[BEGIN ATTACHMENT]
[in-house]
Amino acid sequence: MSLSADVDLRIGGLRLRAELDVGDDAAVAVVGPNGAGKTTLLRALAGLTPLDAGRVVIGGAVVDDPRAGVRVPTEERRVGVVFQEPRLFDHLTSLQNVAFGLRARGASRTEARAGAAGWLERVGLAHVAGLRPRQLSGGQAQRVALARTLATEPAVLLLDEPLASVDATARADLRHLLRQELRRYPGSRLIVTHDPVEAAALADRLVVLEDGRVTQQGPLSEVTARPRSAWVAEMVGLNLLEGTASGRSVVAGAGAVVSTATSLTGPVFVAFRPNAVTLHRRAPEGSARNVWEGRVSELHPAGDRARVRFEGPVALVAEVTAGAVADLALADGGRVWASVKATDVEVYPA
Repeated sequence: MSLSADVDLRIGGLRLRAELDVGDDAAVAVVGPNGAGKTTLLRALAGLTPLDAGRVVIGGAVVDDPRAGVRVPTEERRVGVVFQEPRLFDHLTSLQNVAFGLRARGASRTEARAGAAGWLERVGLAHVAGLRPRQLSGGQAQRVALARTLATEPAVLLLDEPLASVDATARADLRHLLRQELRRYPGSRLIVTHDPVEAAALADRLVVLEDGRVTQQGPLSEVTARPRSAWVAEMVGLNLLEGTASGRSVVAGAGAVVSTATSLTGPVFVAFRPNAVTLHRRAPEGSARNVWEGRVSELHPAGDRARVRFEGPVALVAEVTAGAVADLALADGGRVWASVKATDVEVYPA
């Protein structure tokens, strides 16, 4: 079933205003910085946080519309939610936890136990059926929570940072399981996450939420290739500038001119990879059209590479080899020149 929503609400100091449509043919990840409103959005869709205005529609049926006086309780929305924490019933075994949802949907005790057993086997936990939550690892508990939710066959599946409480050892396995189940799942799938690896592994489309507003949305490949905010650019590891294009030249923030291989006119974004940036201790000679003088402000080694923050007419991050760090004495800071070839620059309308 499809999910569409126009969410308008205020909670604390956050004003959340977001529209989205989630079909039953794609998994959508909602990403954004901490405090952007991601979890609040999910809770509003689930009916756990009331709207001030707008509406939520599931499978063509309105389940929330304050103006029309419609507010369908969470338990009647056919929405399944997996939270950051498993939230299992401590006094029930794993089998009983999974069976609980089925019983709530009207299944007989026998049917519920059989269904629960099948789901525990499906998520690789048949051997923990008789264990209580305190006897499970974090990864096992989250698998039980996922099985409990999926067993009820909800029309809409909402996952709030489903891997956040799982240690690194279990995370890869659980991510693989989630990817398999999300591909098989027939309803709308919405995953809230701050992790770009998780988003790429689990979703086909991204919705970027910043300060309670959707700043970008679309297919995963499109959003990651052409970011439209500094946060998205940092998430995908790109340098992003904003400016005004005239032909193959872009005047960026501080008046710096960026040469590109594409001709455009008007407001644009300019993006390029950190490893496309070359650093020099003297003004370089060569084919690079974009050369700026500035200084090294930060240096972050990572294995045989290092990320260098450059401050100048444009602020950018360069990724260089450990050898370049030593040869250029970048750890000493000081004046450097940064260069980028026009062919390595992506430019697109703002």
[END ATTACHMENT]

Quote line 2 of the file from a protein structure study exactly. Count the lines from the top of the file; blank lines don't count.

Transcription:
Amino acid sequence: MSLSADVDLRIGGLRLRAELDVGDDAAVAVVGPNGAGKTTLLRALAGLTPLDAGRVVIGGAVVDDPRAGVRVPTEERRVGVVFQEPRLFDHLTSLQNVAFGLRARGASRTEARAGAAGWLERVGLAHVAGLRPRQLSGGQAQRVALARTLATEPAVLLLDEPLASVDATARADLRHLLRQELRRYPGSRLIVTHDPVEAAALADRLVVLEDGRVTQQGPLSEVTARPRSAWVAEMVGLNLLEGTASGRSVVAGAGAVVSTATSLTGPVFVAFRPNAVTLHRRAPEGSARNVWEGRVSELHPAGDRARVRFEGPVALVAEVTAGAVADLALADGGRVWASVKATDVEVYPA